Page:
When I was young, I was very passionate about mathematics and engineering. I took most of my advanced classes in engineering during my pre-med years and I had the opportunity to go to the UK under the Rhodes Scholarship to focus on medical engineering at Oxford. Later, I also developed a strong interest in business. So my career can be defined at that intersection of engineering, medicine, and business. I could easily imagine having pivoted to engineering, as opposed to medicine. Fortunately, today, my work includes all of the above.

What was the most memorable thing about living and studying in Oxford?

I had a chance to dive deeply into medical engineering and work with the late Professor Brian Bellhouse. He was a wonderful person with an entrepreneurial spirit. He built many very successful companies from his innovations, which was unusual in those days. He was ahead of his time.

I was also one of the earliest graduate students of Professor Lionel Tarassenko, who was the first Director of the Oxford Institute of Biomedical Engineering. He was a terrific and highly energetic mentor. I will never forget going to the lab and working with other students and lab technicians to build devices for our projects. It was so much fun! On top of that, it was an incredible experience to live in another country. The UK attracted many people from across the world, giving me the opportunity to meet people from South Africa, Australia, and New Zealand.

In your new book, The Long Fix: Solving America’s Health Care Crisis with Strategies that Work for Everyone, you propose the prioritization of preventive care. Do you think technology, especially AI, is a good tool to facilitate preventive care?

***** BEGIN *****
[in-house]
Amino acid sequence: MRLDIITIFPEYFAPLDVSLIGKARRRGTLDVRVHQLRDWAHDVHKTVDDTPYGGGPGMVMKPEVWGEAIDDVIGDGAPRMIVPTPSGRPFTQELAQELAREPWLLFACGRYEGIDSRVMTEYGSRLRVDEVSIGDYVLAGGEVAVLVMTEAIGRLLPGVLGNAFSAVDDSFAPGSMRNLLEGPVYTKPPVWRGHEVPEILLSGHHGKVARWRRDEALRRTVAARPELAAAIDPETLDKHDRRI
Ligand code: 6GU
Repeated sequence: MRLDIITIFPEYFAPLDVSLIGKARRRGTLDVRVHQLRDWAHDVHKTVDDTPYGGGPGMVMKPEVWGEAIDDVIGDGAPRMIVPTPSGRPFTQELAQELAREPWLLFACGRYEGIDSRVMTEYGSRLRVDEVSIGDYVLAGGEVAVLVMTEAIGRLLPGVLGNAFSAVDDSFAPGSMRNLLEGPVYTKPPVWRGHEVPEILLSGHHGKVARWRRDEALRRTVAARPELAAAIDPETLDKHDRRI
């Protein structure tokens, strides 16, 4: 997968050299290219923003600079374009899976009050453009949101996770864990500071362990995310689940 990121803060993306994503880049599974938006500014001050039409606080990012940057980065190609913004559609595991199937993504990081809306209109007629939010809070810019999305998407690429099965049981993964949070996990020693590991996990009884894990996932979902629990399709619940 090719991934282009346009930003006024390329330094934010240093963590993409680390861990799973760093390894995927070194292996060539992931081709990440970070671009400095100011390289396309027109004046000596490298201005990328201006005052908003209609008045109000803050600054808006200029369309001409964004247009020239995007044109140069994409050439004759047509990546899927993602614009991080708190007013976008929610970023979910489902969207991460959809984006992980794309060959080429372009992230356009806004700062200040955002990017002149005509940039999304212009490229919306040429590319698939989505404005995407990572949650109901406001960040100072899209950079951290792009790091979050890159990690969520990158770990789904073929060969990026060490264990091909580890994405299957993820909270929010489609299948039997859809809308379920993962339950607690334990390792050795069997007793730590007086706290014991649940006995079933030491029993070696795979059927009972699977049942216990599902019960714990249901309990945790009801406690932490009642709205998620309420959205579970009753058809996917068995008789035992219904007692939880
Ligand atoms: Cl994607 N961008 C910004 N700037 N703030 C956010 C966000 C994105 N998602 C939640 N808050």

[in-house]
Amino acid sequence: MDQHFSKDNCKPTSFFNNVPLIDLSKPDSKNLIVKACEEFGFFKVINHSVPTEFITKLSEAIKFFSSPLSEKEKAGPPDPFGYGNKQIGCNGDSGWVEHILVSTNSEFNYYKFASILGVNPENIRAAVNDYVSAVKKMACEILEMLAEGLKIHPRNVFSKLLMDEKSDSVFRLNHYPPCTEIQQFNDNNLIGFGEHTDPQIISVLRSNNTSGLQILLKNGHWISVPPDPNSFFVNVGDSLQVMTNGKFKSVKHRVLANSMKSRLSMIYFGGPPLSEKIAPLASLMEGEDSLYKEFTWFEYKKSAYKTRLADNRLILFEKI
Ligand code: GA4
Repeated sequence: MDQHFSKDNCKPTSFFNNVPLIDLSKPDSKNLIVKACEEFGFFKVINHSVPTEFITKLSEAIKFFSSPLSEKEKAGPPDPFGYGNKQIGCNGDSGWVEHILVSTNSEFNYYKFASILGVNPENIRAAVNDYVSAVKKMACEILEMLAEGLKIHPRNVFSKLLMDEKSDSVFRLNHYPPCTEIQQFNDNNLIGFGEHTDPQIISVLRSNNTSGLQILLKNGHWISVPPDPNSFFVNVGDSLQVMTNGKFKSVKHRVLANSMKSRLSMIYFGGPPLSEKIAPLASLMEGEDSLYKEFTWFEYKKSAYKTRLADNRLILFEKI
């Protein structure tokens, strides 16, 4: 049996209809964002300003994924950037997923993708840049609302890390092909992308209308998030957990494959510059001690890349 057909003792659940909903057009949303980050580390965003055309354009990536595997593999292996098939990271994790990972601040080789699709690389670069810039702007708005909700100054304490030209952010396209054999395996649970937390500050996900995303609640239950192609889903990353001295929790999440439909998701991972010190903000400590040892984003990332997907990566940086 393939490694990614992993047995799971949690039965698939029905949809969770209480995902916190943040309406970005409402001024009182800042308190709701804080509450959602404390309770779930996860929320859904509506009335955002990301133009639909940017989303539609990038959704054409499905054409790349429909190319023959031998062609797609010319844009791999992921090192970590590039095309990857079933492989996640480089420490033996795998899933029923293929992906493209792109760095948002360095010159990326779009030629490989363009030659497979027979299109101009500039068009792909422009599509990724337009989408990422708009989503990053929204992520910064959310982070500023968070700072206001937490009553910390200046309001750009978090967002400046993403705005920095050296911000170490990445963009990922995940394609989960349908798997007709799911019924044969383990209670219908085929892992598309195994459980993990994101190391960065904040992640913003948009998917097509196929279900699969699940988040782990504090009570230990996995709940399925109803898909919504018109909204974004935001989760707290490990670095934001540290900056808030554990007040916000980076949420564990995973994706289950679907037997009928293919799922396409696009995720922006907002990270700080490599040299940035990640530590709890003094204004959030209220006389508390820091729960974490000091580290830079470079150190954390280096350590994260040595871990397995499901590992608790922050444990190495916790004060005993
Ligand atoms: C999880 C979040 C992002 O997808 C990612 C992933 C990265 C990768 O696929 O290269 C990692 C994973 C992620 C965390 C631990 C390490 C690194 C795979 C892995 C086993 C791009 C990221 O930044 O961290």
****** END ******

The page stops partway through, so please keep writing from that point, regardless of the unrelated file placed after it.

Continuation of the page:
Yes, 100%. This is what makes me so excited about AI. It’s a tool that can extract meaningful insights from all the data we collect, something we couldn’t do in the pre-digital era. We can use the information coming from genomics and other ‘omics as well as an individual’s environment and lifestyle to personalize both the way we engage people and the recommendations we make about their care. Customization is crucial. We can identify who is at higher risk for certain diseases like cancer, suggesting changes to one’s diet and medications and engaging people in behavioral changes that need to take place, for example.

It’s like smartphones. The devices are similar, but our experiences are completely personalized. Smartphones engage us because they provide information that we want to have at the right time. How great would it be if health care could be like this too? We would have a personalized experience that is designed around what is important to us – whether it’s losing a few pounds, quitting smoking, or making sure we get our vaccinations. Ideally, we’d think, “keeping ourselves healthy has never been so easy!”

Do you think AI tools will end up like electronic medical records where there was so much hope at the beginning, but it created a whole new set of problems?